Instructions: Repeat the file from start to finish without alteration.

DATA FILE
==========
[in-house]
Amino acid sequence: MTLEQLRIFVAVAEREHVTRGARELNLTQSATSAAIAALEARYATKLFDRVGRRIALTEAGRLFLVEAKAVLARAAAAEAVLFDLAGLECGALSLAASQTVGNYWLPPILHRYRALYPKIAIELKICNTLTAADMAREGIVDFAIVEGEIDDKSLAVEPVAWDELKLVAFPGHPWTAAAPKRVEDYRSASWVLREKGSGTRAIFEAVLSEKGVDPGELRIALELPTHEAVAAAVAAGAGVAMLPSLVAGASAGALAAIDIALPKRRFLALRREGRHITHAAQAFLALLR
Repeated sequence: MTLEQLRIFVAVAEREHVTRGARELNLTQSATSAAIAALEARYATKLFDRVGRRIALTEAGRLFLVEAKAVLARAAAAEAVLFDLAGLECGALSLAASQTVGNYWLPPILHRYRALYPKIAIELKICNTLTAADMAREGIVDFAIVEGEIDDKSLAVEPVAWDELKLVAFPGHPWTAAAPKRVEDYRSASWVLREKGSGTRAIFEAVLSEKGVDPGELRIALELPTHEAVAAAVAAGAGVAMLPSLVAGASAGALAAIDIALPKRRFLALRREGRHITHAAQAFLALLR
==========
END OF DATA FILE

[in-house]
Amino acid sequence: MTLEQLRIFVAVAEREHVTRGARELNLTQSATSAAIAALEARYATKLFDRVGRRIALTEAGRLFLVEAKAVLARAAAAEAVLFDLAGLECGALSLAASQTVGNYWLPPILHRYRALYPKIAIELKICNTLTAADMAREGIVDFAIVEGEIDDKSLAVEPVAWDELKLVAFPGHPWTAAAPKRVEDYRSASWVLREKGSGTRAIFEAVLSEKGVDPGELRIALELPTHEAVAAAVAAGAGVAMLPSLVAGASAGALAAIDIALPKRRFLALRREGRHITHAAQAFLALLR
Repeated sequence: MTLEQLRIFVAVAEREHVTRGARELNLTQSATSAAIAALEARYATKLFDRVGRRIALTEAGRLFLVEAKAVLARAAAAEAVLFDLAGLECGALSLAASQTVGNYWLPPILHRYRALYPKIAIELKICNTLTAADMAREGIVDFAIVEGEIDDKSLAVEPVAWDELKLVAFPGHPWTAAAPKRVEDYRSASWVLREKGSGTRAIFEAVLSEKGVDPGELRIALELPTHEAVAAAVAAGAGVAMLPSLVAGASAGALAAIDIALPKRRFLALRREGRHITHAAQAFLALLR